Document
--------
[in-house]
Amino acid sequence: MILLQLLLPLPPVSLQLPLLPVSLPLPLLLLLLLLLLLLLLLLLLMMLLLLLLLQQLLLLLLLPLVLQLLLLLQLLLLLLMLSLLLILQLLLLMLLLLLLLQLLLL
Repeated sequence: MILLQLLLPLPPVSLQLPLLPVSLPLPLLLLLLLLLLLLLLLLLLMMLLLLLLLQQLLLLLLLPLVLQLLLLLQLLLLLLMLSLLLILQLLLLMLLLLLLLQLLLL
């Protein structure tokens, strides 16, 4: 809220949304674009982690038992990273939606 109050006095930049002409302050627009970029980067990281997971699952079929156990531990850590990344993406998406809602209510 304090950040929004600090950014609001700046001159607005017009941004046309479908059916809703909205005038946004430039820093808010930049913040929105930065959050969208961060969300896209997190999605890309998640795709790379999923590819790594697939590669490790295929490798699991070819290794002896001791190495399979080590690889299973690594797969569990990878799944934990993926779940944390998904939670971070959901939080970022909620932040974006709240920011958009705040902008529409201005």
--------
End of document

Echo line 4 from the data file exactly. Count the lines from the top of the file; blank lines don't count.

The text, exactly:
């Protein structure tokens, strides 16, 4: 809220949304674009982690038992990273939606 109050006095930049002409302050627009970029980067990281997971699952079929156990531990850590990344993406998406809602209510 304090950040929004600090950014609001700046001159607005017009941004046309479908059916809703909205005038946004430039820093808010930049913040929105930065959050969208961060969300896209997190999605890309998640795709790379999923590819790594697939590669490790295929490798699991070819290794002896001791190495399979080590690889299973690594797969569990990878799944934990993926779940944390998904939670971070959901939080970022909620932040974006709240920011958009705040902008529409201005």